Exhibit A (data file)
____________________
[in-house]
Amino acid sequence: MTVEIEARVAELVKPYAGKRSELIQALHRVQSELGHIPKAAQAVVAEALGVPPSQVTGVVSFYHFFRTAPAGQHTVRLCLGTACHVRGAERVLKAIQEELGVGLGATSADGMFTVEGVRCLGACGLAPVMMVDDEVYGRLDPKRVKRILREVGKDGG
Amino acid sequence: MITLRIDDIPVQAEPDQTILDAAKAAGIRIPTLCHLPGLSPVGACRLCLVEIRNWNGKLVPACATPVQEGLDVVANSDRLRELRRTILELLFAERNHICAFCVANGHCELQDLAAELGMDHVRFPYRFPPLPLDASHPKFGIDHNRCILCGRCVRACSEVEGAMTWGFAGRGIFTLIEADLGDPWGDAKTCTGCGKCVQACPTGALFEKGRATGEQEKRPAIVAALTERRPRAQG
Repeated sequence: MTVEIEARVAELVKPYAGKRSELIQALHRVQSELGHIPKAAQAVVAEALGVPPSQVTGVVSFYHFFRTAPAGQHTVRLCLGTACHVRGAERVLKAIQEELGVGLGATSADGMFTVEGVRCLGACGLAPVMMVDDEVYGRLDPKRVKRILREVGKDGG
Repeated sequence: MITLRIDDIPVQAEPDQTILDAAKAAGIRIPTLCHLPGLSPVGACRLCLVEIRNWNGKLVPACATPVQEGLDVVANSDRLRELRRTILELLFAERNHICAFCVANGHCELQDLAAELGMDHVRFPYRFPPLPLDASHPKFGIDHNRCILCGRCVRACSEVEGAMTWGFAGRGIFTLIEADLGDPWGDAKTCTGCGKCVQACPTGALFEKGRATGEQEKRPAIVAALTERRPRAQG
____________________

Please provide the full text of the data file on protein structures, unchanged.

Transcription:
[in-house]
Amino acid sequence: MTVEIEARVAELVKPYAGKRSELIQALHRVQSELGHIPKAAQAVVAEALGVPPSQVTGVVSFYHFFRTAPAGQHTVRLCLGTACHVRGAERVLKAIQEELGVGLGATSADGMFTVEGVRCLGACGLAPVMMVDDEVYGRLDPKRVKRILREVGKDGG
Amino acid sequence: MITLRIDDIPVQAEPDQTILDAAKAAGIRIPTLCHLPGLSPVGACRLCLVEIRNWNGKLVPACATPVQEGLDVVANSDRLRELRRTILELLFAERNHICAFCVANGHCELQDLAAELGMDHVRFPYRFPPLPLDASHPKFGIDHNRCILCGRCVRACSEVEGAMTWGFAGRGIFTLIEADLGDPWGDAKTCTGCGKCVQACPTGALFEKGRATGEQEKRPAIVAALTERRPRAQG
Repeated sequence: MTVEIEARVAELVKPYAGKRSELIQALHRVQSELGHIPKAAQAVVAEALGVPPSQVTGVVSFYHFFRTAPAGQHTVRLCLGTACHVRGAERVLKAIQEELGVGLGATSADGMFTVEGVRCLGACGLAPVMMVDDEVYGRLDPKRVKRILREVGKDGG
Repeated sequence: MITLRIDDIPVQAEPDQTILDAAKAAGIRIPTLCHLPGLSPVGACRLCLVEIRNWNGKLVPACATPVQEGLDVVANSDRLRELRRTILELLFAERNHICAFCVANGHCELQDLAAELGMDHVRFPYRFPPLPLDASHPKFGIDHNRCILCGRCVRACSEVEGAMTWGFAGRGIFTLIEADLGDPWGDAKTCTGCGKCVQACPTGALFEKGRATGEQEKRPAIVAALTERRPRAQG